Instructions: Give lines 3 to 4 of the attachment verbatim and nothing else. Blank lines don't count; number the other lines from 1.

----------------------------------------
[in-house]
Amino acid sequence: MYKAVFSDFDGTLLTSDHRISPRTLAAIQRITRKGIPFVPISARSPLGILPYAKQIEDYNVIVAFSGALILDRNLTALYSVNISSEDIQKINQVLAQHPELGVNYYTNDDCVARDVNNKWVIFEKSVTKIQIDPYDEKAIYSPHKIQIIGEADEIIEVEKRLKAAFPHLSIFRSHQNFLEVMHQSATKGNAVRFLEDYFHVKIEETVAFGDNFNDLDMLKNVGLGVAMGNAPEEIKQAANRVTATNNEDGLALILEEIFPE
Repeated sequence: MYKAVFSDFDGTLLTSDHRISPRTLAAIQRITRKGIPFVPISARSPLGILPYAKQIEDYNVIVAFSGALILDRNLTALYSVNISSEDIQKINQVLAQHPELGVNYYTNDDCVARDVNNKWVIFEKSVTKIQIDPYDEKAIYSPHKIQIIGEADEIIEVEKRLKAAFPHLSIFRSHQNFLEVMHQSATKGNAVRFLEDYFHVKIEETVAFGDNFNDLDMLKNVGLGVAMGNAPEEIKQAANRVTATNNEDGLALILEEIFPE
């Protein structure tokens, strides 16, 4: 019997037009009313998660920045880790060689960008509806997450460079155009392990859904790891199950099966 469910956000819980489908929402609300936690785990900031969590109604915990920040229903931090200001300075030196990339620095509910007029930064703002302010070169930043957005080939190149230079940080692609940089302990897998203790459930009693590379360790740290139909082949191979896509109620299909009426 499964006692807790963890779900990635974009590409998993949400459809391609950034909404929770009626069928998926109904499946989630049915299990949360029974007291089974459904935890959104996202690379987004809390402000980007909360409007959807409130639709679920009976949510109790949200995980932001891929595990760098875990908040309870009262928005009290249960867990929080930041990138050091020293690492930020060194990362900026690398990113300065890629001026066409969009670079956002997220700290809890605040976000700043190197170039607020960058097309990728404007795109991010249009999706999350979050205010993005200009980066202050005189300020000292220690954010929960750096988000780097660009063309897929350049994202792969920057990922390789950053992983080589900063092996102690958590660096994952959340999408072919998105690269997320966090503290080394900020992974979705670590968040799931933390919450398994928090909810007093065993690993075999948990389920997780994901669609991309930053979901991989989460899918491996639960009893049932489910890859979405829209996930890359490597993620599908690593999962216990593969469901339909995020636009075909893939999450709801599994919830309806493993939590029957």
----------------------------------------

Repeated sequence: MYKAVFSDFDGTLLTSDHRISPRTLAAIQRITRKGIPFVPISARSPLGILPYAKQIEDYNVIVAFSGALILDRNLTALYSVNISSEDIQKINQVLAQHPELGVNYYTNDDCVARDVNNKWVIFEKSVTKIQIDPYDEKAIYSPHKIQIIGEADEIIEVEKRLKAAFPHLSIFRSHQNFLEVMHQSATKGNAVRFLEDYFHVKIEETVAFGDNFNDLDMLKNVGLGVAMGNAPEEIKQAANRVTATNNEDGLALILEEIFPE
């Protein structure tokens, strides 16, 4: 019997037009009313998660920045880790060689960008509806997450460079155009392990859904790891199950099966 469910956000819980489908929402609300936690785990900031969590109604915990920040229903931090200001300075030196990339620095509910007029930064703002302010070169930043957005080939190149230079940080692609940089302990897998203790459930009693590379360790740290139909082949191979896509109620299909009426 499964006692807790963890779900990635974009590409998993949400459809391609950034909404929770009626069928998926109904499946989630049915299990949360029974007291089974459904935890959104996202690379987004809390402000980007909360409007959807409130639709679920009976949510109790949200995980932001891929595990760098875990908040309870009262928005009290249960867990929080930041990138050091020293690492930020060194990362900026690398990113300065890629001026066409969009670079956002997220700290809890605040976000700043190197170039607020960058097309990728404007795109991010249009999706999350979050205010993005200009980066202050005189300020000292220690954010929960750096988000780097660009063309897929350049994202792969920057990922390789950053992983080589900063092996102690958590660096994952959340999408072919998105690269997320966090503290080394900020992974979705670590968040799931933390919450398994928090909810007093065993690993075999948990389920997780994901669609991309930053979901991989989460899918491996639960009893049932489910890859979405829209996930890359490597993620599908690593999962216990593969469901339909995020636009075909893939999450709801599994919830309806493993939590029957």